Team:Rice/Wet Lab















Overview


Photoacoustic imaging is a technique in which contrast agents absorb photon energy and emit signals that can be analyzed by ultrasound. Currently, photoacoustics is used to image blood vessels because heme is a natural contrast agent found in blood. Photoacoustic imaging also provides a non-invasive alternative to current diagnostic tools used to detect internal tissue inflammation. In previous literature, hypoxia and nitric oxide have both been discovered to molecularly indicate gut inflammation, and iRFP670, 713, anacy and cyan have been found to emit wavelengths that are different from heme and can penetrate tissue with near-infrared wavelengths. Therefore, our goal is to report inflammation and cancer in the gut through photoacoustic imaging of engineered E. coli that express bacterial pigment violacein, as well as near-infrared fluorescent proteins iRFP670 and iRFP713.


Arabinose Induced iRFP 670 and 713 Fluorescence


pBAD is a very well-characterized expression system in E. coli. pBAD normally works by arabinose induction: araC, a constitutively produced transcription regulator, changes form in the presence of arabinose sugar, allowing for the activation of promoter pBAD. Therefore, we formed genetic circuits consisting of the pBAD expression system and iRFP670 and 713 to test the inducibility of our iRFPs.



Figure 1a. Construct of arabinose-induced iRFP or violacein. In the presence of arabinose, araC activates pBad.



Figure 1b. Fluorescence of iRFP 670 significantly correlates with arabinose levels.




Figure 1c. Fluorescence of iRFP 713 significantly correlates with arabinose levels.

Fluorescence levels emitted by the iRFPs increase significantly when placed in wells containing increasing concentrations of arabinose. The fluorescence levels increased 80-fold between 0.1 nM to 50 mM. This correlation suggest that our selected iRFPs fluoresce sufficiently when promoters are induced by the environment.


Nitric-oxide-Induced Fluorescence


The next step was to test the nitric oxide induction of iRFP fluorescence. We used a genetic circuit consisting of a constitutive promoter that always expresses Part:BBa_K554003, which encodes for the expression of a SoxR. In the presence of nitric oxide, SoxR changes form to activate the promoter SoxS, which in turn is supposed to activate the expression of the iRFPs. Thus, for the next assay we added DETA/NO, a nitric oxide adduct in the presence of water.
Figure 2a: Construct of nitric oxide activation of iRFP or violacein. Nitric oxide induces transcription of the SoxR protein, which binds to the SoxS promoter to promote transcription of iRFP or violacein.




Figure 2b. Fluorescence levels of iRFP 670 do not differ significantly upon increasing concentrations of the nitric oxide adduct DETA/NO.
Figure 2c. Fluorescence levels of iRFP 713 do not differ significantly upon increasing concentrations of the nitric oxide adduct DETA/NO.

These graphs show no significant difference of fluorescence/OD600 between DETA/NO concentrations.

**For materials and methods for nitric oxide assay, see July lab notebook








Hypoxia-Induced Fluorescence



In addition to the sinduction of iRFP fluorescence by nitric oxide, we also tested the induction of iRFP fluorescence with a hypoxia promoter. We expected iRFP fluorescence to increase with increased hypoxic conditions (less oxygen) when using NarK promoter and fdhf promoters, both characterized as hypoxia-inducible.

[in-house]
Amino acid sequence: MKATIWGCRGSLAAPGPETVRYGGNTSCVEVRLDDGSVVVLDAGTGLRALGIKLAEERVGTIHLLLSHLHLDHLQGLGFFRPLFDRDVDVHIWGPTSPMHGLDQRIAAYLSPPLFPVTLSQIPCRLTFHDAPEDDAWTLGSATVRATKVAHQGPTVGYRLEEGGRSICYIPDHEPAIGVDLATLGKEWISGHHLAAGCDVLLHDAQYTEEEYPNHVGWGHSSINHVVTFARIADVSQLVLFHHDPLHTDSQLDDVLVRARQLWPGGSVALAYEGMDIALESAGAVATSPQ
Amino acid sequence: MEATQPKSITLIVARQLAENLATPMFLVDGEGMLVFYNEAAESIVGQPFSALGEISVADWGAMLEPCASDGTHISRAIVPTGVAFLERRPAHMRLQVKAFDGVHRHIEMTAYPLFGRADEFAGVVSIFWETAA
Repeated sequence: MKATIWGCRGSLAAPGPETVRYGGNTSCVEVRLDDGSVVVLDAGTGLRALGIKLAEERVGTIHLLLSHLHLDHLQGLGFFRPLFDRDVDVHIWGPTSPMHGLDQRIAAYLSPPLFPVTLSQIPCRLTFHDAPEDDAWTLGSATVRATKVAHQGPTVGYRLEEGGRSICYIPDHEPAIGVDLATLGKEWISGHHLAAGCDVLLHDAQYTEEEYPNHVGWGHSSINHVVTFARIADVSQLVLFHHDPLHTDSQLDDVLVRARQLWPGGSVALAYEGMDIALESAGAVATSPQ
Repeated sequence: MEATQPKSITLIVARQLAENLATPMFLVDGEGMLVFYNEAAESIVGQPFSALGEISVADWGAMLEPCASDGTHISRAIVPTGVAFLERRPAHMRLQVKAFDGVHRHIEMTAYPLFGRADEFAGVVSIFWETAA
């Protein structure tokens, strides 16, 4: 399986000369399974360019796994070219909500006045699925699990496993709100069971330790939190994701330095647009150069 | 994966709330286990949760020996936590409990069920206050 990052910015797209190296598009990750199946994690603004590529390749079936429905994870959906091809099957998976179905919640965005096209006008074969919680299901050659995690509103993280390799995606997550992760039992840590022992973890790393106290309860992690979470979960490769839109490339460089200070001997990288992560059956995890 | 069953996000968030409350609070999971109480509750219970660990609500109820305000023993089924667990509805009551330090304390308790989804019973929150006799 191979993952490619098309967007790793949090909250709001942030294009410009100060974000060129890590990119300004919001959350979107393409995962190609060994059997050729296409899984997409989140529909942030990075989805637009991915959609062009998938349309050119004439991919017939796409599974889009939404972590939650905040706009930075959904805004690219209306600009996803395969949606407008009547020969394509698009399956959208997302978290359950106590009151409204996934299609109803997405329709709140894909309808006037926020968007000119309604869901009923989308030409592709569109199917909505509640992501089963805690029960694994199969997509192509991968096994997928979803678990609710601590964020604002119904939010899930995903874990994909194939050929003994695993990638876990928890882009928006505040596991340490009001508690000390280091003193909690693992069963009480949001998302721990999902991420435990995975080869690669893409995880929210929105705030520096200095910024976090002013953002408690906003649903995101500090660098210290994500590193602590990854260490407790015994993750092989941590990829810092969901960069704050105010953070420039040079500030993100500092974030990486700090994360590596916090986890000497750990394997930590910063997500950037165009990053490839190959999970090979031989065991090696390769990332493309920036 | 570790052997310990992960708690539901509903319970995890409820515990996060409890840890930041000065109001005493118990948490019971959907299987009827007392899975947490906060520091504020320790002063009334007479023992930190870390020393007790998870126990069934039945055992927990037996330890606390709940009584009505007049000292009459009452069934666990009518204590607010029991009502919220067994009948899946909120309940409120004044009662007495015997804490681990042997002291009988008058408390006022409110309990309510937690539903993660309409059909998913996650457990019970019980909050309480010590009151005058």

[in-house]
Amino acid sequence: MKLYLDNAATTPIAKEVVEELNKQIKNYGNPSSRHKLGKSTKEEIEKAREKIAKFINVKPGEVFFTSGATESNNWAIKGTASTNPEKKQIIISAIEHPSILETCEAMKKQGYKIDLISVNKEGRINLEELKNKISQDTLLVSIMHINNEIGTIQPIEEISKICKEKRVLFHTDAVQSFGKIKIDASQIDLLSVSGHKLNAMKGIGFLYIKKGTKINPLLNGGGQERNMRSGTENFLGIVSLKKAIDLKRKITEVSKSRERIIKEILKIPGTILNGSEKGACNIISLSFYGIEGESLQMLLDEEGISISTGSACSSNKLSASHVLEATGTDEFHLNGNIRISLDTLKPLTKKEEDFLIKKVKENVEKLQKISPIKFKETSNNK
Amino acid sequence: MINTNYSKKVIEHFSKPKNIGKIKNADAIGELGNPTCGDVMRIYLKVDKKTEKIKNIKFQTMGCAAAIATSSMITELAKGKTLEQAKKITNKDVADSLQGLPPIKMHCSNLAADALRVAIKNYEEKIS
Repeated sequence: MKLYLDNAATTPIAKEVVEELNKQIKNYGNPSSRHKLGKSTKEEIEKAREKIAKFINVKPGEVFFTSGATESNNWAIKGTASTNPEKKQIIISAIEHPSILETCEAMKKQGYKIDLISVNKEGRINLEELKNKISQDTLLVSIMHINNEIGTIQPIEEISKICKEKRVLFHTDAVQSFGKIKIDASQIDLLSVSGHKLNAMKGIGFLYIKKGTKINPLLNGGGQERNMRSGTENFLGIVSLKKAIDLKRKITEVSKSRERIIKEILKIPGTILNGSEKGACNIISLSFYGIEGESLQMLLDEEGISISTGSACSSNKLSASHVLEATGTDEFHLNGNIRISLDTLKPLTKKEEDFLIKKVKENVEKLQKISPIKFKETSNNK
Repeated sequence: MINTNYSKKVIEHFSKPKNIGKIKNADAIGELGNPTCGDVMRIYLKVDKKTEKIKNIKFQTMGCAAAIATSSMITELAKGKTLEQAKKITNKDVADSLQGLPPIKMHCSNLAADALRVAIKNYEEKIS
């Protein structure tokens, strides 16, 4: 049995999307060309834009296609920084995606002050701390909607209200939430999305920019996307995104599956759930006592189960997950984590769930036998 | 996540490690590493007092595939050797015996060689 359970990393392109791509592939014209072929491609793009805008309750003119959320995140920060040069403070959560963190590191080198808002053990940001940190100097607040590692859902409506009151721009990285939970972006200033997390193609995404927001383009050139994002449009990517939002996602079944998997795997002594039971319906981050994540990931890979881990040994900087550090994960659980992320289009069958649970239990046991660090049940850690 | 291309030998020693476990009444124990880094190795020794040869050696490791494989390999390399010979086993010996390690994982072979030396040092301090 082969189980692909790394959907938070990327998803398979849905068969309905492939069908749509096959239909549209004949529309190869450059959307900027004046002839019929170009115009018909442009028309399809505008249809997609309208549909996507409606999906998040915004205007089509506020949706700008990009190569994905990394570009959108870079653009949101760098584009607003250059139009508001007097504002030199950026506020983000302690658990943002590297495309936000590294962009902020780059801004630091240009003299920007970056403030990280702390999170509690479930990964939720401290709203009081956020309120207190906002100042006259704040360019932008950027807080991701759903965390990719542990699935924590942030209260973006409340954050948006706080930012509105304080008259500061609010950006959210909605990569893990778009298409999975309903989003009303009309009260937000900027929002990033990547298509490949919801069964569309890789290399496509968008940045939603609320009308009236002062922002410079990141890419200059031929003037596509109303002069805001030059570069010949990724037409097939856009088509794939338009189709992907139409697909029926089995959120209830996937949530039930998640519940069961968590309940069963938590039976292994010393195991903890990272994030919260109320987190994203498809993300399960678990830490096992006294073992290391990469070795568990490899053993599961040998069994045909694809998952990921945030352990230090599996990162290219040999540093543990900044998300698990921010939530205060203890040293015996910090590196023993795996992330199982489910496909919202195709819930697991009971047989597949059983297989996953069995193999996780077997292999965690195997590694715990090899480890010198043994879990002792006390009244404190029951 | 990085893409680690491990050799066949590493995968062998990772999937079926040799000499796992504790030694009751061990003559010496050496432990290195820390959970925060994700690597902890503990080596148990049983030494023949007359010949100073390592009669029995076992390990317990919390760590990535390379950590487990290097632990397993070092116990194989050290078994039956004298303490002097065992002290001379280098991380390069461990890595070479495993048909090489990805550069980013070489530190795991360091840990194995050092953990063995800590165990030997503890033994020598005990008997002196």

Transcription of the fdhf promoter is regulated by an RNA polymerase with sigma factor 54 whose binding is dictated by presence of an additional activator complex consisting of FhlA and formate. Only when the FhlA-formate complex is present will the sigma-54 polymerase initiate transcription. This process is induced by formate, but is also heavily repressed by presence of oxygen, giving it characterization as a hypoxia sensor.
Figure 3a. Construct for hypoxia induced transcription of iRFP or violacein using the narK promoter.
Figure 3b. Construct for hypoxia induced transcription of iRFP or violacein using the fdhf promoter. The fdhA gene is constitutively promoted by the constitutive promoter. In the presence of formate, the protein that is produced from the fdhA gene (formate dehydrogenase) induces transcription of the desired iRFP/violacein.

However, we observed the opposite result. A decreased fluorescence for both iRFP constructs in both promoters was measured when exposed to hypoxic conditions.
Figure 3c. Fluorescence levels of iRFP 670 upon induction by a NarK promoter differ significantly upon oxygen vs. no oxygen (hypoxic conditions); the iRFP has significantly higher fluorescence for the cultures grown in aerobic conditions.
Figure 3d. Fluorescence levels of iRFP 670 upon induction by a fdhf promoter differ significantly upon oxygen vs. no oxygen (hypoxic conditions); the iRFP has significantly higher fluorescence for the cultures grown in aerobic conditions.
Figure 3e. Fluorescence levels of iRFP 713 upon induction by a fdhf promoter differ significantly upon oxygen vs. no oxygen (hypoxic conditions); the iRFP has significantly higher fluorescence for the cultures grown in aerobic conditions.

**For materials and methods for hypoxia assay, see July and October lab notebook


Conclusion



Violacein is a fluorescent protein for in vivo photoacoustic imaging in the near-infrared range and shows anti-tumoral activity. Violacein has high potential for future work in bacterial tumor targeting. We have succeeded in constructing violacein. Refer to “Future Directions.”
Figure 4a. Plate of successfully produced violacein colonies.


References



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